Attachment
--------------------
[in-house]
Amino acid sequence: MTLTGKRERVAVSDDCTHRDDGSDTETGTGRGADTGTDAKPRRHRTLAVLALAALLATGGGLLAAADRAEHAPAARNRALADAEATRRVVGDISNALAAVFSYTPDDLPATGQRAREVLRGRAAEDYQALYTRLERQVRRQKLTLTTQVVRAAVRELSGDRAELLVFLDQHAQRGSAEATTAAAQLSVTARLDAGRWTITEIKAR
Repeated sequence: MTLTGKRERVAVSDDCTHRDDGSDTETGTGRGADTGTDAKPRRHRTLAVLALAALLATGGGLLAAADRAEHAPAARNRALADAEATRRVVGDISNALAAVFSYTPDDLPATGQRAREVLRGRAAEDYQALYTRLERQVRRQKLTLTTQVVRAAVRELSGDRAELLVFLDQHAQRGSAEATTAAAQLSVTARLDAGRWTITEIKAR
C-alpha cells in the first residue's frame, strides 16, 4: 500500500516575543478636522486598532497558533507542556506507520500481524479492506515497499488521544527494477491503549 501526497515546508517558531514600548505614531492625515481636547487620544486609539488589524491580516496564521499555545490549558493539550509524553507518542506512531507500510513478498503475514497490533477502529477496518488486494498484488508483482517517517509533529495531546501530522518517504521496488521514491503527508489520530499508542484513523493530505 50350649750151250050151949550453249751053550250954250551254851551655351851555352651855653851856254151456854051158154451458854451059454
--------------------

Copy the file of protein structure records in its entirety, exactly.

[in-house]
Amino acid sequence: MTLTGKRERVAVSDDCTHRDDGSDTETGTGRGADTGTDAKPRRHRTLAVLALAALLATGGGLLAAADRAEHAPAARNRALADAEATRRVVGDISNALAAVFSYTPDDLPATGQRAREVLRGRAAEDYQALYTRLERQVRRQKLTLTTQVVRAAVRELSGDRAELLVFLDQHAQRGSAEATTAAAQLSVTARLDAGRWTITEIKAR
Repeated sequence: MTLTGKRERVAVSDDCTHRDDGSDTETGTGRGADTGTDAKPRRHRTLAVLALAALLATGGGLLAAADRAEHAPAARNRALADAEATRRVVGDISNALAAVFSYTPDDLPATGQRAREVLRGRAAEDYQALYTRLERQVRRQKLTLTTQVVRAAVRELSGDRAELLVFLDQHAQRGSAEATTAAAQLSVTARLDAGRWTITEIKAR
C-alpha cells in the first residue's frame, strides 16, 4: 500500500516575543478636522486598532497558533507542556506507520500481524479492506515497499488521544527494477491503549 501526497515546508517558531514600548505614531492625515481636547487620544486609539488589524491580516496564521499555545490549558493539550509524553507518542506512531507500510513478498503475514497490533477502529477496518488486494498484488508483482517517517509533529495531546501530522518517504521496488521514491503527508489520530499508542484513523493530505 50350649750151250050151949550453249751053550250954250551254851551655351851555352651855653851856254151456854051158154451458854451059454